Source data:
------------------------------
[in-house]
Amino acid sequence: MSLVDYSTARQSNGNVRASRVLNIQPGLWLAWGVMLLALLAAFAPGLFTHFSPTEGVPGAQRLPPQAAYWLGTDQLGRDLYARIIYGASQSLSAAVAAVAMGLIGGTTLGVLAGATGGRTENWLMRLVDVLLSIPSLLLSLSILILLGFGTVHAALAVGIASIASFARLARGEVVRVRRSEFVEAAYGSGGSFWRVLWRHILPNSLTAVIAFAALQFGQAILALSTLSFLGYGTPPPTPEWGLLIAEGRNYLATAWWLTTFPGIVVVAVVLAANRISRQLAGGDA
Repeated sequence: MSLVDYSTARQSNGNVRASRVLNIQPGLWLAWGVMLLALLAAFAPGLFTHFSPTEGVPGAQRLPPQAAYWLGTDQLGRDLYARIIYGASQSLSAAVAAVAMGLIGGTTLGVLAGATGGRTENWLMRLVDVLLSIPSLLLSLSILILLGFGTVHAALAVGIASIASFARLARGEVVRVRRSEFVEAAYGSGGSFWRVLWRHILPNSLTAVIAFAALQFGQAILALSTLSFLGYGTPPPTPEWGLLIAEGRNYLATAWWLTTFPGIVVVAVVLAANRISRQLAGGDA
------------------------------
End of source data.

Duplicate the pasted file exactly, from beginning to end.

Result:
[in-house]
Amino acid sequence: MSLVDYSTARQSNGNVRASRVLNIQPGLWLAWGVMLLALLAAFAPGLFTHFSPTEGVPGAQRLPPQAAYWLGTDQLGRDLYARIIYGASQSLSAAVAAVAMGLIGGTTLGVLAGATGGRTENWLMRLVDVLLSIPSLLLSLSILILLGFGTVHAALAVGIASIASFARLARGEVVRVRRSEFVEAAYGSGGSFWRVLWRHILPNSLTAVIAFAALQFGQAILALSTLSFLGYGTPPPTPEWGLLIAEGRNYLATAWWLTTFPGIVVVAVVLAANRISRQLAGGDA
Repeated sequence: MSLVDYSTARQSNGNVRASRVLNIQPGLWLAWGVMLLALLAAFAPGLFTHFSPTEGVPGAQRLPPQAAYWLGTDQLGRDLYARIIYGASQSLSAAVAAVAMGLIGGTTLGVLAGATGGRTENWLMRLVDVLLSIPSLLLSLSILILLGFGTVHAALAVGIASIASFARLARGEVVRVRRSEFVEAAYGSGGSFWRVLWRHILPNSLTAVIAFAALQFGQAILALSTLSFLGYGTPPPTPEWGLLIAEGRNYLATAWWLTTFPGIVVVAVVLAANRISRQLAGGDA